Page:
Almost Endless Winter of 2017, and a Time for Pseudoepameibaphis

Here in Lakeview (south central Oregon) we are finally emerging from a wet and snowy winter.

The valley north of Lakeview on 29 January.

The mountains and valleys here have seen tremendous water and snow, with all of our temporary streams still running hard with snow melt in mid-May.  In fact, we had yet another 3-4 cm snow fall overnight this weekend (12 May).  The trees are starting to grow leaves, and the aphids are waking up.  Probably, collecting season will start with fundatrices of some species within a week (hold on a minute, I just went outside and found a fundatrix of Rhopalosiphum oxyacanthae on the Sorbus tree).  My final collections of 2016 were in mid-October.  Looking at this in terms of collecting season length in this high elevation area, our season is just about 5 months per year.  So, what does an aphidologist do all winter, between stoking the fire in the woodstove and shoveling snow?

Rhopalosiphum oxyacanthae on Sorbus. There’s a single fundatrix and some of her offspring on this leaf.

Slide mounting 2016 specimens kept me busy until December sometime.  The collection is up to 9118 slides now.  A part of slide-making is of course identification of all that material to the degree possible with a reasonable amount of effort, but with an eye toward getting material filed away for future study.  I make slides into 100-slide boxes where the balsam is allowed to harden and I spend my evenings identifying material I mounted in the past day or two.  Once the box is full of slides and all identifications made, both things occurring within a day or two of each other, I put the full box in a warm place to harden for another month or so.  One of my main points is that all material is identified as it is mounted and labeled, allowing quick and efficient filing in the collection.

In the process of all this, some genera end up with long rows of slides with only a genus name on each.  This usually results from poor species-level taxonomy, or my decision that making species identifications as I mount the specimens will take too much time and bog down the process.  Most commonly, the former situation is the case, i.e. I think making species identifications is simply not possible with the current literature and comparative specimens at hand.  Winter, therefore, is a time to sort such slides to what I think might represent species.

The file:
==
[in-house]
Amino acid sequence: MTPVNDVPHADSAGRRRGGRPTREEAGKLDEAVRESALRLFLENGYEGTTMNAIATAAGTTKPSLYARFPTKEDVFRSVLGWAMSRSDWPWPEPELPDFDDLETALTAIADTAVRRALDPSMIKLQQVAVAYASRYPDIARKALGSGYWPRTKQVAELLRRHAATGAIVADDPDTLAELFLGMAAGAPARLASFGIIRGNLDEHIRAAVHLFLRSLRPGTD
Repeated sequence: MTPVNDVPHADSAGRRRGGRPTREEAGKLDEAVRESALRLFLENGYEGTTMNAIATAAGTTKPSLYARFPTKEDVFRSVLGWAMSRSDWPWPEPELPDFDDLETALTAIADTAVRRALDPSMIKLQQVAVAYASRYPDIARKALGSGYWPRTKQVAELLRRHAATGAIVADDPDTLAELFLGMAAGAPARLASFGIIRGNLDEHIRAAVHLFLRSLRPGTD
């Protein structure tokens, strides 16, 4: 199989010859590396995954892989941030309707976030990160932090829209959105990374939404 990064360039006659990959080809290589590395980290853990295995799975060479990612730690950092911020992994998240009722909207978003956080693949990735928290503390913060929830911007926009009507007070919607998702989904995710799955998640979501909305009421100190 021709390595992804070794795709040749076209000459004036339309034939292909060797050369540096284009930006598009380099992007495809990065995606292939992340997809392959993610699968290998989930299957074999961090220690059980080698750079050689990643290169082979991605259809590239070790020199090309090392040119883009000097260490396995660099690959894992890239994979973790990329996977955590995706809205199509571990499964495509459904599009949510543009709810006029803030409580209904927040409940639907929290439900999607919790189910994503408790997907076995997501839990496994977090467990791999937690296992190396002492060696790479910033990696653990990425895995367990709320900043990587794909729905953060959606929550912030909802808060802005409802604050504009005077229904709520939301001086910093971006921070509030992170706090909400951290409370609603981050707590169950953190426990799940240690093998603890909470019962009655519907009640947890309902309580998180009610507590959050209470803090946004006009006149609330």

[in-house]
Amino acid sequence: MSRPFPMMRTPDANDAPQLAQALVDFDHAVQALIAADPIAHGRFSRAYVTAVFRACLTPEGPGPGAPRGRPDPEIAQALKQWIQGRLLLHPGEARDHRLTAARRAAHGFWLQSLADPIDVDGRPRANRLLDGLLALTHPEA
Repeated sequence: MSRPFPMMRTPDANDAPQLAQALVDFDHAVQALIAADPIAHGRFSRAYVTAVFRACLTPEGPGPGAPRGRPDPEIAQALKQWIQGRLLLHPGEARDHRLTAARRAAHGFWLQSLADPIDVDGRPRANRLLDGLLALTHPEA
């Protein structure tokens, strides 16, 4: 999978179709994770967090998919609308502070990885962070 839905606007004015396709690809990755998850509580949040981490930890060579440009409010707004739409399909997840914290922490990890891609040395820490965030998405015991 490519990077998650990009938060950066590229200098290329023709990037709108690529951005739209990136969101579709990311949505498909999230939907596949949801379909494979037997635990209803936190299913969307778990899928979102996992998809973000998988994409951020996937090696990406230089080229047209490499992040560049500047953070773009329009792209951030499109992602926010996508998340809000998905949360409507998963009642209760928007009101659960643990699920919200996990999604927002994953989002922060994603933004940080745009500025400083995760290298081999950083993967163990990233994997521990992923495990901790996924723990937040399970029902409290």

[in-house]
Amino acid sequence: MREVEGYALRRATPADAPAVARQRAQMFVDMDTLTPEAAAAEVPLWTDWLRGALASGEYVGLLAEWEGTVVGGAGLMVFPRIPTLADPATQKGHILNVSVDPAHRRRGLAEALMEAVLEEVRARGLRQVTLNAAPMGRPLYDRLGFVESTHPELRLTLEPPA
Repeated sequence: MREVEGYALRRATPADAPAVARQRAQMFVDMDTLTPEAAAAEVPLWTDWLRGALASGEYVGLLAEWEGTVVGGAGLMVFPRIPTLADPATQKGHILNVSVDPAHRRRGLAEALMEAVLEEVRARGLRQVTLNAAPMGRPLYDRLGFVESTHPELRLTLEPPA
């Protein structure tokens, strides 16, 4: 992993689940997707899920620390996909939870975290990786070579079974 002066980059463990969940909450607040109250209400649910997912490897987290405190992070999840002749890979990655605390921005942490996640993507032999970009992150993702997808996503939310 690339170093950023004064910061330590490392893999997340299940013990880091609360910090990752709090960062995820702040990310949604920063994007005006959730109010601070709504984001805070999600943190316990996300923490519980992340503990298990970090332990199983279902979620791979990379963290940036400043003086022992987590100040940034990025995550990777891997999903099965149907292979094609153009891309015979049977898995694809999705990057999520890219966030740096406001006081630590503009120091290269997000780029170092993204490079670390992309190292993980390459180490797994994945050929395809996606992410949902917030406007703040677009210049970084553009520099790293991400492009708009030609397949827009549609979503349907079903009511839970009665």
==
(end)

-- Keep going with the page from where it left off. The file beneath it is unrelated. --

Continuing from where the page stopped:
Since moving to Lakeview, I have been focusing a lot of effort on collecting from sagebrushes (i.e. Artemisia shrubs) and learning to recognize the various species we have in the Northwest and south through Utah and New Mexico (alas, I have almost no material from the species of sagebrush limited to California).  Concentrated field work like this has led to many new slides and a desire to sort out the taxonomy of some challenging groups, especially Pseudoepameibaphis, Epameibaphis, Obtusicauda, and Microsiphoniella.  After finishing this year’s aphid manuscript (describing two new species of Macrosiphum) back in February, I’ve spent most of my aphid research time sorting my material of these four genera of sagebrush aphids.  All four have very poorly developed species-level taxonomy, in my opinion, and almost no understanding of ecology or niche use in the field.

Just this weekend I finally finished sorting, re-sorting, and then sorting again my slides of Pseudoepameibaphis. Current understanding is there are 4 species in this genus.  My sorting points to 5 taxa that are pretty easy to recognize, plus another large series of slides that seem to fit none of those and that don’t necessarily share distinctive features with each other either.  There seem to be some associations to host-plant of possibly-distinct groups of specimens (e.g. one semi-distinctive form from Artemisia arbuscula, ‘low sage’), while other apparently morphologically uniform sets of specimens seem to use several different Artemisia species.  I have examined the types of the accepted species, and due to very poor mounts and odd collecting times of year, they are of little use in many cases.  In a way this is a problem, but in another way it is freeing to allow study of the genus almost de novo.  Pseudoepameibaphis is a perfect example of a very interesting group that is poorly known, with many taxonomic, phylogenetic, ecological, and biogeographic questions that could be answered with concerted study by a Ph.D. student for a 4-year thesis project.  Anyone interested??

All three boxes of my Pseudoepameibaphis slides, sorted behind little note cards.